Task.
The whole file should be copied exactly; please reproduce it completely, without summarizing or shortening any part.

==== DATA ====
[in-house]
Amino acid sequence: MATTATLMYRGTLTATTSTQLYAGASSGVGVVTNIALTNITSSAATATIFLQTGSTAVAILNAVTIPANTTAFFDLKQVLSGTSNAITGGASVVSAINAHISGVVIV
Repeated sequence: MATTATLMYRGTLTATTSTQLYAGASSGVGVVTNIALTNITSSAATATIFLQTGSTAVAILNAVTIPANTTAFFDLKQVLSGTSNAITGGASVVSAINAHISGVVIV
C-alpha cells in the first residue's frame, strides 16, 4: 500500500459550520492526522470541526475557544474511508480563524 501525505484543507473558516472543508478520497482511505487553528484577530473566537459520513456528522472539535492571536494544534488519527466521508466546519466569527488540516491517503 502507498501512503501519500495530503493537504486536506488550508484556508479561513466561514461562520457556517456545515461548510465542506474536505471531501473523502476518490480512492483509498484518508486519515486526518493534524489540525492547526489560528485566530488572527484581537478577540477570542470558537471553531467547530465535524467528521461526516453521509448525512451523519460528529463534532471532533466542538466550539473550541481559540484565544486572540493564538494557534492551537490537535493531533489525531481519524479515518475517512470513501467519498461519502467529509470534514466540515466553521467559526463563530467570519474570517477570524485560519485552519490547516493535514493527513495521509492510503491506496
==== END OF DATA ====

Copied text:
[in-house]
Amino acid sequence: MATTATLMYRGTLTATTSTQLYAGASSGVGVVTNIALTNITSSAATATIFLQTGSTAVAILNAVTIPANTTAFFDLKQVLSGTSNAITGGASVVSAINAHISGVVIV
Repeated sequence: MATTATLMYRGTLTATTSTQLYAGASSGVGVVTNIALTNITSSAATATIFLQTGSTAVAILNAVTIPANTTAFFDLKQVLSGTSNAITGGASVVSAINAHISGVVIV
C-alpha cells in the first residue's frame, strides 16, 4: 500500500459550520492526522470541526475557544474511508480563524 501525505484543507473558516472543508478520497482511505487553528484577530473566537459520513456528522472539535492571536494544534488519527466521508466546519466569527488540516491517503 502507498501512503501519500495530503493537504486536506488550508484556508479561513466561514461562520457556517456545515461548510465542506474536505471531501473523502476518490480512492483509498484518508486519515486526518493534524489540525492547526489560528485566530488572527484581537478577540477570542470558537471553531467547530465535524467528521461526516453521509448525512451523519460528529463534532471532533466542538466550539473550541481559540484565544486572540493564538494557534492551537490537535493531533489525531481519524479515518475517512470513501467519498461519502467529509470534514466540515466553521467559526463563530467570519474570517477570524485560519485552519490547516493535514493527513495521509492510503491506496